Influence of Image Metrics When Assessing Image Quality from a Test Object in Cardiac X-ray Systems
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Modern fluoroscopic systems used for invasive cardiology typically acquire digital images in a 1,024 × 1,024 × 12 bits. These images are maintained in the original format while they remain on the imaging system itself. However, images are usually stored using a reduced 512 × 512 × 8-bits format. This paper presents a method for digital analysis of test objects images. The results obtained using image-intensifier and flat-detector systems are given for the original and reduced matrices. Images were acquired using a test object (TO) and a range of polymethyl methacrylate (PMMA) thicknesses from 4 to 28 cm. Adult patient protocols were evaluated for 16–28 cm of PMMA using the image-intensifier system. Pediatric protocols were evaluated for 4–16 cm of PMMA using the flat-detector system. The TO contains disks of various thicknesses to evaluate low contrast sensitivity and a bar pattern to evaluate high-contrast spatial resolution (HCSR). All available fluoroscopic and cine modes were evaluated. Entrance surface air kerma was also measured. Signal-to-noise ratio (SNR) was evaluated using regions of interest (ROI). HCSR was evaluated by comparing the statistical analysis of a ROI placed over the image of the bar pattern against a reference ROI. For both systems, an improvement of approximately 20% was observed for the SNR on the reduced matrices. However, the HCSR parameter was substantially lower in the reduced metrics. Cardiologists should consider the clinical influence of reduced spatial resolution when using the archived images.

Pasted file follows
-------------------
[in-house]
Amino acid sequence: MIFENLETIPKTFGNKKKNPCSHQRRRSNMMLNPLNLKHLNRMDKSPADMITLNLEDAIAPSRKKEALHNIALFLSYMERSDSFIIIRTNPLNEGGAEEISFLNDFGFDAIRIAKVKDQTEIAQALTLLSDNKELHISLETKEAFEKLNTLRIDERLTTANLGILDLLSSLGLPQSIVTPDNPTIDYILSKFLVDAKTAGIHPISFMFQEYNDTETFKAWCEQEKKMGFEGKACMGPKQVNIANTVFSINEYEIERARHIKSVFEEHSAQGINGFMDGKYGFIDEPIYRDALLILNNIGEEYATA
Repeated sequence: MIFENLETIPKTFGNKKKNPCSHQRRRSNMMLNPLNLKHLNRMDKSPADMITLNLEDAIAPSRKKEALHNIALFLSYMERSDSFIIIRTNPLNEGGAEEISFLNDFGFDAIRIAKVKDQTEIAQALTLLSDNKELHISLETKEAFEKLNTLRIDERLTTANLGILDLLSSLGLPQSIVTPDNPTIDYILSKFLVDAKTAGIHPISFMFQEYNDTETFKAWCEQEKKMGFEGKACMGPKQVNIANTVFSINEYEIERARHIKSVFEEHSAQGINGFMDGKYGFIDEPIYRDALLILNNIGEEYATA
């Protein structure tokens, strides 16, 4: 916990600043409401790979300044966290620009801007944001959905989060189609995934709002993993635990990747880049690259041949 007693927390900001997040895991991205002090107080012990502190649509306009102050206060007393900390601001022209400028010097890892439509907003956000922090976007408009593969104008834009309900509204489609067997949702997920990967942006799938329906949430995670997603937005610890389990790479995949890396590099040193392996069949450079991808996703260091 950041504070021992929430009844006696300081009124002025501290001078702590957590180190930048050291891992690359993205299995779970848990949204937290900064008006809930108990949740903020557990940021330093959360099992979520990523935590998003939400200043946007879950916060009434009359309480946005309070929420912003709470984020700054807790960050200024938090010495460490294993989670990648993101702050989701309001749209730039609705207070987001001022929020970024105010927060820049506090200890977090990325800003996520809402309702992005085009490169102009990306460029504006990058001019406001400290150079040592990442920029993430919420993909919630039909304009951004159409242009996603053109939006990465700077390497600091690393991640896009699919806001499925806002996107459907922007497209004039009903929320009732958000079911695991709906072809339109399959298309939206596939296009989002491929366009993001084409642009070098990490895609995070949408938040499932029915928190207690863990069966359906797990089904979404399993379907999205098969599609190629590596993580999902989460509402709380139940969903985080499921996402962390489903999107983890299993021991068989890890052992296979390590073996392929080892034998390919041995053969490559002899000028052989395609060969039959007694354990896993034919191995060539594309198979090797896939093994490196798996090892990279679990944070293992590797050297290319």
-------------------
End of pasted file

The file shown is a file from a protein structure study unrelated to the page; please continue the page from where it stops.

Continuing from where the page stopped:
Key wordsImage quality test object matrix size catheterization cardiology
One of the authors (EV) acknowledges the support of the Spanish grant FIS2006-08186 (Ministry of Science and Innovation).
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